Historical Cooking Books: – Foods and cookery and the care of the house; by Mary Lockwood Matthews (1921) – 13 in a series

Archive.org has a host of old cookery books (from mid-19th to mid-20th Century) available in many formats and on a host of topics. I happened across a few in my Pinterest feed and gone completely down the rabbit hole in this treasure trove of information. Sure some ideas might be out of date, but you never know what you might find when you explore these books. I’ll be sharing more books as I find them in the coming weeks. –Douglas

Historical Cooking Books: – Foods and cookery and the care of the house; by Mary Lockwood Matthews (1921) – 13 in a series

Historical Cooking Books: - Foods and cookery and the care of the house; by Mary Lockwood Matthews (1921) - 13 in a seriesHistorical Cooking Books: - Foods and cookery and the care of the house; by Mary Lockwood Matthews (1921) - 13 in a series

Historical Cooking Books: - Foods and cookery and the care of the house; by Mary Lockwood Matthews (1921) - 13 in a series


This volume is intended for use in classes begin- ning the study of foods and cookery. It has been arranged for use in the elementary schools and does not presuppose any training in general science. It is strictly an elementary treatment of the subject.

The book deals with foods, their selection and preparation, and the planning of meals from the nutritive, aesthetic and economic standpoints. The “meal plan” is used in order to make the meal the basis of the work. Through the “Home Problems” the home and school work may be correlated.

The author appreciates the help given in illus- trating the book by the United States Department of Agriculture, the United States Bureau of Stand- ards, the Detroit Stove Works, and the Chambers Manufacturing Company. The author also grate- fully acknowledges the criticisms and suggestions of educators who kindly read the manuscript.


Have you thought about what you will do when you finish school ?

Perhaps you have decided to be a teacher, a librarian, a stenographer, a doctor, a nurse. Perhaps you are making plans to take a course in high school or college that will fit you for one of these callings ; you would not consider yourself capable of entering any of them without training.

Very probably you will be at some time the manager of a home. Have you thought about the importance of being trained for home-making?

It is only within the past twenty-five years that it has been considered proper for the public schools to train girls for the work which most of them will do for the longest period in their lives, the work of home-making.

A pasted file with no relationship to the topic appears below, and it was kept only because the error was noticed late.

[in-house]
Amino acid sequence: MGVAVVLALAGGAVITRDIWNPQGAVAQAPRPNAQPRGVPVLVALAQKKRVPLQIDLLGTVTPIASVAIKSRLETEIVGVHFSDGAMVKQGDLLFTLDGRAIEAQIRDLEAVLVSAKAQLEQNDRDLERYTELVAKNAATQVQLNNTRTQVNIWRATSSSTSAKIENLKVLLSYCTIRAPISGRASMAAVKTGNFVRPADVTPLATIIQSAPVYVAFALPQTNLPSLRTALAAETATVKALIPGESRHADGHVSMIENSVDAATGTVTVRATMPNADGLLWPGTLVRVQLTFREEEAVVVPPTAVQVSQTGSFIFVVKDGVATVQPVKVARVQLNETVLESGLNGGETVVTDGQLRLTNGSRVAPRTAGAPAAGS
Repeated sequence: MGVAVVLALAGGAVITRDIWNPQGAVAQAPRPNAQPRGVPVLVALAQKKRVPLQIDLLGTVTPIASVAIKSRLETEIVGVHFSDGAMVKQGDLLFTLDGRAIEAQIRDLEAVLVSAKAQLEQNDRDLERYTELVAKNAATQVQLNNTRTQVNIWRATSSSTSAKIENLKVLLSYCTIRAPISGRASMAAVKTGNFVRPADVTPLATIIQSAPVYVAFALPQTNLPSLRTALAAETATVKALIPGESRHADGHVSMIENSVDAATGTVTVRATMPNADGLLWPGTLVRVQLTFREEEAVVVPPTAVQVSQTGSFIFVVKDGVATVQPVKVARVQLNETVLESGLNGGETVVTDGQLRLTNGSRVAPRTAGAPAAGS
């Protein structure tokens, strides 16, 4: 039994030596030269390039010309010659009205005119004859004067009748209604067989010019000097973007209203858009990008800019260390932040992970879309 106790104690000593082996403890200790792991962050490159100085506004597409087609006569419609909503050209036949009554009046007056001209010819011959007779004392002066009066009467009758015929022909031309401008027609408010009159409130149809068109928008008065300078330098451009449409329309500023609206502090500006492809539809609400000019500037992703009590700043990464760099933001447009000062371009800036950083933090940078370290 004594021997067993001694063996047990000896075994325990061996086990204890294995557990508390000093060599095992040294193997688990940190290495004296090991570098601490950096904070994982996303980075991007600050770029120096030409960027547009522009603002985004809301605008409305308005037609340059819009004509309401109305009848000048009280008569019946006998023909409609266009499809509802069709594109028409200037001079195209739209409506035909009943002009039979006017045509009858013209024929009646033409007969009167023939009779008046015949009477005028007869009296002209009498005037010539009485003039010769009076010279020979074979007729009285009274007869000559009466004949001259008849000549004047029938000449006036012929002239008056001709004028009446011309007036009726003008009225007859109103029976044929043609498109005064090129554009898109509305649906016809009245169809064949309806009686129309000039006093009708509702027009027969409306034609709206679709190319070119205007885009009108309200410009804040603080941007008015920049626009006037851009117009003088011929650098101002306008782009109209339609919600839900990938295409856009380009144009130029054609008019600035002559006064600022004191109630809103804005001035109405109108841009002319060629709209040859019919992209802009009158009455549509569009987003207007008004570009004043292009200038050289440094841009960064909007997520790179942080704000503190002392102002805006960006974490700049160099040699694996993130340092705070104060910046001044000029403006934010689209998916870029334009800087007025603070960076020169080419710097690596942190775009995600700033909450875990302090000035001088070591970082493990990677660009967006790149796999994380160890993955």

Mrs. Ellen H. Richards was the first to say that the schools ought to teach ” right living;” and, largely through her efforts and her inspiration, plans have been worked out whereby girls while in school can be taught many things about right living.

Right living begins with the home. Who makes the home? The man may furnish the money to build and maintain the house, but it is the woman who plans and manages the home. It is her busi- ness to see that the family lives in a sanitary and an attractive house ; that every member of the family has clean, properly selected and well cooked food ; that every one is suitably clothed ; that the family income is wisely spent, and that all in the home are helped to lead a happy and useful life.

No girl should consider the making and managing of a home an easy piece of work, for in fact nothing is harder to do and to do well.

When the girl takes work in school and college that covers all phases of home-making, we say that she is taking a course in Home Economics.



The dining room should be a light, cheerful room, situated so that the sunlight reaches it at some time every day, preferably in the morning. This room should be large enough to permit easy passing behind the chairs when persons are seated around the table.

The walls should be finished in light colors rather than dark, which tend to make the room appear gloomy. The window curtains should be of a kind easily laundered, since draperies in a dining room are apt to hold dirt and odors and need frequent cleaning.

The floor is best made of hard wood, as a rug may then be used instead of a carpet. A dining-room floor would be more sanitary if no covering were used, but the noise made by using a bare floor is annoying to many persons.

The furniture should be plain in design. Wood or cane-seated chairs are perhaps better to use than upholstered, because they are easier to keep clean. A dining-table with a top having a waxed finish is much better than one highly varnished. • The top of the sideboard and serving-table should not be crowded with dishes of various kinds. A dining room is more pleasing with few pictures, or none at all, and with little bric-a-brac or few dishes used as decoration.

When buying a “set” of dishes it is best to select a style with simple decoration or without decoration. Large conspicuous designs and bright colors become tiresome when the dishes are used often. A good quality of china with no decoration is a wise choice for a “set “, because any type of decorated dish looks well with it.

Silver knives and forks should be of the same pattern, but the spoons may be of different design. Silver never looks well unless it is kept polished.

White linen tablecloths and napkins are better to buy than cotton, because linen wears longer and launders much better than cotton. Luncheon sets of various types may be used instead of a tablecloth, and are much easier to launder


Available in PDF, Text, JPG formats, and more

Publication date 1921
Publisher Boston, Little, Brown, and company
Digitizing sponsor Sloan Foundation
Language English

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